Sponsored by Mulligan Funding:
October may be Women’s Small Business Month, but if you are a female entrepreneur, then you know that every month is a time for celebration. According to the 2016 State of Women-Owned Businesses, there are currently more than 11 million women-owned businesses in the U.S. Combined, these businesses employ more than 9 million people and generate more than $1 trillion in revenue. While this represents more than a 30% increase since 2009, challenges remain. With that in mind, here are some must-know tips to get the money you need today.
In their 2012 book, Susan Coleman and Alicia Robb noted the biggest challenge facing women-owned businesses is access to finance. Based on their research, female entrepreneurs get nearly 80% less financing than other businesses, especially in their first year of operations. This ‘funding gap’ can put a tremendous strain on a business. Not only does it make it harder to succeed, but it also means that most female entrepreneurs must use their own savings or their own credit to finance their businesses.
Fortunately, several small business loan options for women have cropped up in recent years. But the most important thing to know is which type of loan makes the most sense based on your situation. This step includes looking at business credit cards, bank loans, grants, and other options that will help you get the money you need.
The source and type of funding you are looking for will largely depend on the need. As such, remember this axiom — short-term loans for short-term needs and long-term loans for long-term needs. Simply put, don’t get a six-month loan for something that will take six years to repay. Keep this in mind when you are considering credit options for your business.
Let’s start with commercial banks. While they are no longer the first lender of choice for most small businesses, the reality is that some banks have announced special programs just for women-owned businesses. A big driver of this push was a section to the 2010 Jobs Act which set aside $30 billion for this purpose.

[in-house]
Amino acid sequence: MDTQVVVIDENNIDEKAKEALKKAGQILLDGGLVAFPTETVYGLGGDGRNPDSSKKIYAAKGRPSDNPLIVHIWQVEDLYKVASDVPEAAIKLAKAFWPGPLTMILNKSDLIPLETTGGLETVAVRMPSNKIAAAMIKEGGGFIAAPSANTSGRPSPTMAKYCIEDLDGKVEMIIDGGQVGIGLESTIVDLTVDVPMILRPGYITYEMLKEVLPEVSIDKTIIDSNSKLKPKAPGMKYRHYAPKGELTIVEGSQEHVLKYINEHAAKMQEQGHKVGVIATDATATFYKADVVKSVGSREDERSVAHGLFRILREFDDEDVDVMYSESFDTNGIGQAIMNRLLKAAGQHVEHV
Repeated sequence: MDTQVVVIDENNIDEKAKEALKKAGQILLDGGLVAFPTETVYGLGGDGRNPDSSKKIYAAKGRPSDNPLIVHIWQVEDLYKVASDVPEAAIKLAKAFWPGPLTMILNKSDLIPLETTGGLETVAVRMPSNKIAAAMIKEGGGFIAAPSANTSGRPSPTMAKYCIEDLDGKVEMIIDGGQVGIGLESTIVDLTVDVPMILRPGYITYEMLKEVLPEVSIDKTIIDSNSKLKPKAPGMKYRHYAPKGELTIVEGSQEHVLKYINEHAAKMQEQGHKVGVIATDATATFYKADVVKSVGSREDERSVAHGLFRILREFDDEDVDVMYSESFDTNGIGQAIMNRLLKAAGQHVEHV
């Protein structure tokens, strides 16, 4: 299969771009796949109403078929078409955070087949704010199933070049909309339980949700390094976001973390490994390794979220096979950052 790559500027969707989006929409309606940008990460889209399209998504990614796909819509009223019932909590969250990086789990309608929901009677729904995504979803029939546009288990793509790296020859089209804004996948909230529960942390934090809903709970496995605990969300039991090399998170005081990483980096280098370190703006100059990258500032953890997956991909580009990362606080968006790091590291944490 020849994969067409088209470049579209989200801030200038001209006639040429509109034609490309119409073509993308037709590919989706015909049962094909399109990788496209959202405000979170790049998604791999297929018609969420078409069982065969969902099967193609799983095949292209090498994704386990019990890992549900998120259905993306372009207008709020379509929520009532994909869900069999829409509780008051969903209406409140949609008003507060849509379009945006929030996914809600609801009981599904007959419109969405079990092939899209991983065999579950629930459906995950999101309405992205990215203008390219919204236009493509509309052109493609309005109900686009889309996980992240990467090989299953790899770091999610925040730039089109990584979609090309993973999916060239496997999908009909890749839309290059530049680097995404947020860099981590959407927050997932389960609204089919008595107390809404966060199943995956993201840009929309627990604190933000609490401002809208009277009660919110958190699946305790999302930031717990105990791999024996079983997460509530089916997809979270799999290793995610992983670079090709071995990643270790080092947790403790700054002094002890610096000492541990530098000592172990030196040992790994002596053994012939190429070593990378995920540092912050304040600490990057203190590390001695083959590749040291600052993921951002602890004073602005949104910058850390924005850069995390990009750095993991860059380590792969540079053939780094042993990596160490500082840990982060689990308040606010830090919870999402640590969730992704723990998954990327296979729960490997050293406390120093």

Don’t jump for joy just yet. While these programs are beneficial, the application process tends to be slow as the banks generally require a lot of paperwork. In some ways, the banks are being thorough. But you need money today, so why are you going through a four-to-six-week process just to get approved?
An often-overlooked tip in getting the money you need for your business today is networking. Both the Small Business Administration (SBA) and the National Association of Women Business Owners (NAWBO) offer programs and events where female business owners can get together to discuss the challenges they are facing. One such event is the National Women’s Business Conference which is organized by NAWBO, and the 2017 installment will be held in Minneapolis. Besides knowing that you are not alone, these forums become an opportunity to share best practices with business owners around the country.
In recent years, several organizations that specialize in making loans and giving grants to women-owned businesses have popped up. Some of these groups offer loans as small as $500 with many requirements that are suited to meet the needs of your business today.
In addition, you should check which tax credits may be available for you. The National Women’s Business Council (NWBC) has a list of selected programs, but you should also check with your state and local government to find out what they can do for you.
Whatever you do, make sure to avoid lenders who are trying to make a quick buck by targeting female entrepreneurs. These unscrupulous lenders know you are underserved, so they often make outrageous promises. Ultimately, the proof is in the pudding. No matter who you decide to work with, make sure you check their reputation by talking to former customers before signing on the dotted line.
While you may need the money today, don’t make a decision you will regret in the future. Check the terms, talk to other business owners in the same situation as you, and remember to reach out to former customers to find out their thoughts.